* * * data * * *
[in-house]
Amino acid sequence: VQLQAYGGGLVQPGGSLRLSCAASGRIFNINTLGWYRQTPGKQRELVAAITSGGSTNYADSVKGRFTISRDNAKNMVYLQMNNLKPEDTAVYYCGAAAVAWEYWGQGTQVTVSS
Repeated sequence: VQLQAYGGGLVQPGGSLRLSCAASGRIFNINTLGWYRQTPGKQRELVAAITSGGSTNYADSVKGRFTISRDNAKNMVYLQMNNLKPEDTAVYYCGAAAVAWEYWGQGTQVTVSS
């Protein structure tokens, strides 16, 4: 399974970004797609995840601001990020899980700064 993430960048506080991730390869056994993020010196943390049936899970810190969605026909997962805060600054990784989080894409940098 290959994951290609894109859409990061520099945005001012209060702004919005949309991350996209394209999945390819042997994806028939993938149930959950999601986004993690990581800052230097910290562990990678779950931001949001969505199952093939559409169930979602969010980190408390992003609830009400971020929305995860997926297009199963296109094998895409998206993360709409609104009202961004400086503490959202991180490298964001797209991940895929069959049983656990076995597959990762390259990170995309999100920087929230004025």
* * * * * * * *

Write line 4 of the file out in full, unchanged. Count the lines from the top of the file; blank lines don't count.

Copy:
């Protein structure tokens, strides 16, 4: 399974970004797609995840601001990020899980700064 993430960048506080991730390869056994993020010196943390049936899970810190969605026909997962805060600054990784989080894409940098 290959994951290609894109859409990061520099945005001012209060702004919005949309991350996209394209999945390819042997994806028939993938149930959950999601986004993690990581800052230097910290562990990678779950931001949001969505199952093939559409169930979602969010980190408390992003609830009400971020929305995860997926297009199963296109094998895409998206993360709409609104009202961004400086503490959202991180490298964001797209991940895929069959049983656990076995597959990762390259990170995309999100920087929230004025």